Title

Procedural Outcomes of Percutaneous Coronary Interventions for Chronic Total Occlusions Via the Radial Approach: Insights From an International Chronic Total Occlusion Registry.

Document Type

Article

Publication Date

2-25-2019

Publication Title

JACC Cardiovasc Interv

Abstract

OBJECTIVES: This study examined the frequency and outcomes of radial access for chronic total occlusion (CTO) percutaneous coronary intervention (PCI).

BACKGROUND: Radial access improves the safety of PCI, but its role in CTO PCI remains controversial.

METHODS: We compared the clinical, angiographic, and procedural characteristics of 3,790 CTO interventions performed between 2012 and 2018 via radial-only access (RA) (n = 747) radial-femoral access (RFA) (n = 844) and femoral-only access (n = 2,199) access at 23 centers in the United States, Europe, and Russia.

RESULTS: Patients' mean age was 65 ± 10 years, and 85% were men. Transradial access (RA and RFA) was used in 42% of CTO interventions and significantly increased over time from 11% in 2012 to 67% in 2018 (p < 0.001). RA patients were younger (age 62 ± 10 years vs. 64 ± 10 years and 65 ± 10 years; p < 0.001), less likely to have undergone prior coronary artery bypass graft surgery (18% vs. 39% and 35%; p < 0.001), and less likely to have undergone prior PCI (60% vs. 63% and 66%; p = 0.005) compared with those who underwent RFA and femoral-only access PCI. RA CTO PCI lesions had lower J-CTO (Multicenter CTO Registry in Japan) (2.1 ± 1.4 vs. 2.6 ± 1.3 and 2.5 ± 1.3; p < 0.001) and PROGRESS CTO (Prospective Global Registry for the Study of Chronic Total Occlusion Intervention) complication (2.3 ± 1.9 vs. 3.2 ± 2.0 and 3.2 ± 1.9; p < 0.001) scores. The mean sheath size was significantly smaller in the RA group (6.6 ± 0.7 vs. 7.0 ± 0.6 and 7.3 ± 0.8; p < 0.0001), although it increased with lesion complexity. Antegrade dissection re-entry (20% vs. 33% and 32%; p < 0.001) was less commonly used with RA, whereas use of retrograde techniques was highest with RFA (47%). The overall rates of technical success (89% vs. 88% vs. 86%; p = 0.061), procedural success (86% vs. 85% vs. 85%; p = 0.528), and in-hospital major complication (2.47% vs. 3.40% vs. 2.18%; p = 0.830) were similar in all 3 groups, whereas major bleeding was lower in the RA group (0.55% vs. 1.94% and 0.88%; p = 0.013).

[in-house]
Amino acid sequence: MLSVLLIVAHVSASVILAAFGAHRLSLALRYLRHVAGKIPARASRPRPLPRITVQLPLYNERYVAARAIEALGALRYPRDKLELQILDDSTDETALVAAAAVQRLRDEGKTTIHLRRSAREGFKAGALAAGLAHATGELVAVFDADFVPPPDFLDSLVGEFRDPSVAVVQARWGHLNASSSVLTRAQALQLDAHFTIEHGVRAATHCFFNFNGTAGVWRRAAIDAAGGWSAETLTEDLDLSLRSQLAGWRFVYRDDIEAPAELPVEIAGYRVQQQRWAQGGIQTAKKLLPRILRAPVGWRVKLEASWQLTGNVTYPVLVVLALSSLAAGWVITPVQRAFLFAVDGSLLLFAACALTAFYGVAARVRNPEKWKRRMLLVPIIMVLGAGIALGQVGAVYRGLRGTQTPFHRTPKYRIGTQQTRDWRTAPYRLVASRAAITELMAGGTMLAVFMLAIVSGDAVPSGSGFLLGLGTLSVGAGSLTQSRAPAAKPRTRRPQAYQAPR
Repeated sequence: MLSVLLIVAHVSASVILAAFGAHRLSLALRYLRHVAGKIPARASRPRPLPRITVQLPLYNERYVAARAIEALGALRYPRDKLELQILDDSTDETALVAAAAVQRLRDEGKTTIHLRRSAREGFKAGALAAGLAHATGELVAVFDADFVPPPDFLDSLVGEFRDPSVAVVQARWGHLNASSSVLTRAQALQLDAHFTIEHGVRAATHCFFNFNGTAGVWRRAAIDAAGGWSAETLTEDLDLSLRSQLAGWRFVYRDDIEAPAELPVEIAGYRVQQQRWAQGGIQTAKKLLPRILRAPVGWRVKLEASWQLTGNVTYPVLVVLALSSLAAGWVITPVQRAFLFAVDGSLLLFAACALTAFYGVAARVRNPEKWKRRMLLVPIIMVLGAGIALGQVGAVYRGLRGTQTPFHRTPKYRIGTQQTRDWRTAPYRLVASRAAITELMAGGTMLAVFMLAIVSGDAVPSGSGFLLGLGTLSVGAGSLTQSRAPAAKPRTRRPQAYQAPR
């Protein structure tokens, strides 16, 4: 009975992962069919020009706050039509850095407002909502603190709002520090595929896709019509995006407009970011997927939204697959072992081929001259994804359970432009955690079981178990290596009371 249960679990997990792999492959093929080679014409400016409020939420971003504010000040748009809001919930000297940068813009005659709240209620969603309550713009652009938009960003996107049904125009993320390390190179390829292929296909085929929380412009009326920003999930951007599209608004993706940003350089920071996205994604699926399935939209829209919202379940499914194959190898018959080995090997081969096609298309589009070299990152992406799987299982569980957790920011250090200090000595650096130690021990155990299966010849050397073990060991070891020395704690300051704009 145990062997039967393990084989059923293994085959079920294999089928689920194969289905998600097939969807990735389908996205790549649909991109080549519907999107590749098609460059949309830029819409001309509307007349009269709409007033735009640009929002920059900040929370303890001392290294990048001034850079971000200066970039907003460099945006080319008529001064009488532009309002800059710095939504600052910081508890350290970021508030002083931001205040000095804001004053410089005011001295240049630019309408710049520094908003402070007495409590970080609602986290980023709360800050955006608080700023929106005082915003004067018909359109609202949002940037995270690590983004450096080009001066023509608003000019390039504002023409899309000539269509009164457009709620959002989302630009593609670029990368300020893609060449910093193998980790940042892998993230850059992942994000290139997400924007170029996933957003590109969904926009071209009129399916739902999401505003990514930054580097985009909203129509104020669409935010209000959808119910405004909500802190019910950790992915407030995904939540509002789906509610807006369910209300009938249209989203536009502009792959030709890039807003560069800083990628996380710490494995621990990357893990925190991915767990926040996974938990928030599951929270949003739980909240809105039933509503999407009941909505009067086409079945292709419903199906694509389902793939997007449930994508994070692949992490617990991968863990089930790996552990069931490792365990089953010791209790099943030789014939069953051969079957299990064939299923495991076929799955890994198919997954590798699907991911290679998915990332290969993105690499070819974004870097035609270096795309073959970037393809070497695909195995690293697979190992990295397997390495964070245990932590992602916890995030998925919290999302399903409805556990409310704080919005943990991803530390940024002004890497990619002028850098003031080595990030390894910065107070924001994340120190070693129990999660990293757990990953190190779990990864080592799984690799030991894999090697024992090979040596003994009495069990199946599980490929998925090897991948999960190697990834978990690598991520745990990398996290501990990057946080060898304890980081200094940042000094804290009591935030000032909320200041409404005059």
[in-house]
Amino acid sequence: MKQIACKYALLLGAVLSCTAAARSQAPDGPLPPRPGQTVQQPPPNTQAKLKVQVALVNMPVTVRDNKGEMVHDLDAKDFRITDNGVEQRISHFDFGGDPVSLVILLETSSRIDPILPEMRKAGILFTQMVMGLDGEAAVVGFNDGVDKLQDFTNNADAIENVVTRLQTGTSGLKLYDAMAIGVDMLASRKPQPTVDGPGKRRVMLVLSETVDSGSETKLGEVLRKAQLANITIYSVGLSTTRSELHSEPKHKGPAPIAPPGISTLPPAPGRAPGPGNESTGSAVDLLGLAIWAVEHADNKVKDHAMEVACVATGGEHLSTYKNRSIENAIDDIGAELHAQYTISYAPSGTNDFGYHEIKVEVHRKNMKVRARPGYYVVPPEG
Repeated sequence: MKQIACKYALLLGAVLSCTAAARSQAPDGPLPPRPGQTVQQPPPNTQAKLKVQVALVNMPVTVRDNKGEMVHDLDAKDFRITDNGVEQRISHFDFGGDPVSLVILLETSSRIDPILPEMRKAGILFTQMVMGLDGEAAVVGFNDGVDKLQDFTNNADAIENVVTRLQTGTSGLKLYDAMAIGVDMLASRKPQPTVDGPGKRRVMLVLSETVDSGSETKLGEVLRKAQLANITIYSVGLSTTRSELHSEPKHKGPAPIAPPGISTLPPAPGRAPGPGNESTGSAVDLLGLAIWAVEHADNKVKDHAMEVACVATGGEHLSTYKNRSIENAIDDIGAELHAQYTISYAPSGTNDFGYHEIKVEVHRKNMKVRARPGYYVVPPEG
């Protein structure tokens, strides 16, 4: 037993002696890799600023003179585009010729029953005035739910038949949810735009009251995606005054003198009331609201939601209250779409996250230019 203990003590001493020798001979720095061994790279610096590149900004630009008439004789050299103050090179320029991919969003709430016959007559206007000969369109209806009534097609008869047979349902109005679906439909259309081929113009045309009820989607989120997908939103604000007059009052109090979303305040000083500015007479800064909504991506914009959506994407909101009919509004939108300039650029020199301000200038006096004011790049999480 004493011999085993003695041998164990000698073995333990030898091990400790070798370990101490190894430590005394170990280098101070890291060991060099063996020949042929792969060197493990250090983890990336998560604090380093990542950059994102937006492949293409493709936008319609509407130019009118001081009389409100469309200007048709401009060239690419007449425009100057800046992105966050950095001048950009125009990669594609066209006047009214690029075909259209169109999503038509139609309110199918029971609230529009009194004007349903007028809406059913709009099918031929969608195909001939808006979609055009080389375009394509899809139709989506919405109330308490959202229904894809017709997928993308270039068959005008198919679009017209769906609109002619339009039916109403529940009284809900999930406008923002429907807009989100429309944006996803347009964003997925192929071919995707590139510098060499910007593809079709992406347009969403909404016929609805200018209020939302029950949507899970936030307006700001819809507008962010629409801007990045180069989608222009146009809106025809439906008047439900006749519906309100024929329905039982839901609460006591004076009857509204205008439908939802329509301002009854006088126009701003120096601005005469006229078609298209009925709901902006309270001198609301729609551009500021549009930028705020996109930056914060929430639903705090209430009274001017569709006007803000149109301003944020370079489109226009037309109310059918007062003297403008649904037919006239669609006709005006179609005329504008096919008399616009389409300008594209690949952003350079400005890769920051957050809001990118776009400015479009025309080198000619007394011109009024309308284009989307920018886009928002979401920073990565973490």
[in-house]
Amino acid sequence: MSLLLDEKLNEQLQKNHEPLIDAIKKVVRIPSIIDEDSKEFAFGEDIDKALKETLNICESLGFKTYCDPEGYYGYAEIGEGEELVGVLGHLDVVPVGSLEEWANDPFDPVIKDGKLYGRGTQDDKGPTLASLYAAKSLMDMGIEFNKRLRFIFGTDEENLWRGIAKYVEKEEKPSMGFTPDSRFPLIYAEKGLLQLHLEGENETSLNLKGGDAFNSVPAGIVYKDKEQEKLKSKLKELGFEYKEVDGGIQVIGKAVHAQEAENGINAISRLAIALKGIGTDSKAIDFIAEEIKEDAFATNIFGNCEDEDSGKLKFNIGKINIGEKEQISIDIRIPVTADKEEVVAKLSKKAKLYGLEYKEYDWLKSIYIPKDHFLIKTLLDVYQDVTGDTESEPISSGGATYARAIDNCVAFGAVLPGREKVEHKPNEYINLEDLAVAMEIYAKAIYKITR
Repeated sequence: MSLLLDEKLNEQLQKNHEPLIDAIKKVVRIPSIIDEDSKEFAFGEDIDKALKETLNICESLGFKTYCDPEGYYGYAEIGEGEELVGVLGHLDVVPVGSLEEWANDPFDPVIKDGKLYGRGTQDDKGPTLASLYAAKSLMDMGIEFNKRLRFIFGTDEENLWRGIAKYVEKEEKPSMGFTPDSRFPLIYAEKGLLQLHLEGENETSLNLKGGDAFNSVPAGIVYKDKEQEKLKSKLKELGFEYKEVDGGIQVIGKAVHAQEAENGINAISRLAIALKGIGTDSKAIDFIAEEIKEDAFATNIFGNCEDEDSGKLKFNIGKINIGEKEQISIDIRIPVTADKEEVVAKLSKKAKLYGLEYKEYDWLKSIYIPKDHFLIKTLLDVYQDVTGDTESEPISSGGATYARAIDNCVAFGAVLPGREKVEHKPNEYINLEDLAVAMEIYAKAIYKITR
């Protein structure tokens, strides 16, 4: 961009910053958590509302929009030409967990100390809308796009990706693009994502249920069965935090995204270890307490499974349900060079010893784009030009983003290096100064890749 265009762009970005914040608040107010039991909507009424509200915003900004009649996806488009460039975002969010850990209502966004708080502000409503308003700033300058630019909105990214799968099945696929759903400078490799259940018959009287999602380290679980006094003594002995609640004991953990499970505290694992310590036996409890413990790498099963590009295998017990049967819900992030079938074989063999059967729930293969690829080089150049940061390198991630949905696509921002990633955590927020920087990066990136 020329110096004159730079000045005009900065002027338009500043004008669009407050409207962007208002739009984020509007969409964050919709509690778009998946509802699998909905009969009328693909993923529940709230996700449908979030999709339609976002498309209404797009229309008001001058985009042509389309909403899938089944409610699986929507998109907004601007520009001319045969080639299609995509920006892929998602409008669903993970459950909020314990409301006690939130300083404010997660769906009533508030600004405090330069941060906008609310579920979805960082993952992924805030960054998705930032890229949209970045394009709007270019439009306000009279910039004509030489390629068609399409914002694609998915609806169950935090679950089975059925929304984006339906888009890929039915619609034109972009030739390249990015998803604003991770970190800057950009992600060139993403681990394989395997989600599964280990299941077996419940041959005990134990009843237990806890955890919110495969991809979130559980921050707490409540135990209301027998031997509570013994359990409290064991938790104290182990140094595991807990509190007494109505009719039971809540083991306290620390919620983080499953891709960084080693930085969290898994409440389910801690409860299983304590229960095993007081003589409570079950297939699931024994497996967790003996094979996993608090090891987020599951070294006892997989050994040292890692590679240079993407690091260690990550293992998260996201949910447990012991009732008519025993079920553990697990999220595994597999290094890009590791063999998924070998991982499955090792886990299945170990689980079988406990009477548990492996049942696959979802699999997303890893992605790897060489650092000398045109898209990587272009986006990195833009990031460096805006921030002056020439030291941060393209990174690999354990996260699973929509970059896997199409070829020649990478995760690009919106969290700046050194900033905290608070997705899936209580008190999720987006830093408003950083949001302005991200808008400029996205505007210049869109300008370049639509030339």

CONCLUSIONS: Transradial access is increasingly being used for CTO PCI and is associated with similar technical and procedural success and lower major bleeding rates compared with femoral-only access interventions. (Prospective Global Registry for the Study of Chronic Total Occlusion Intervention [PROGRESS CTO]; NCT02061436).

PubMed ID

30784639

Volume

12

Issue

4

First Page

346

Last Page

358

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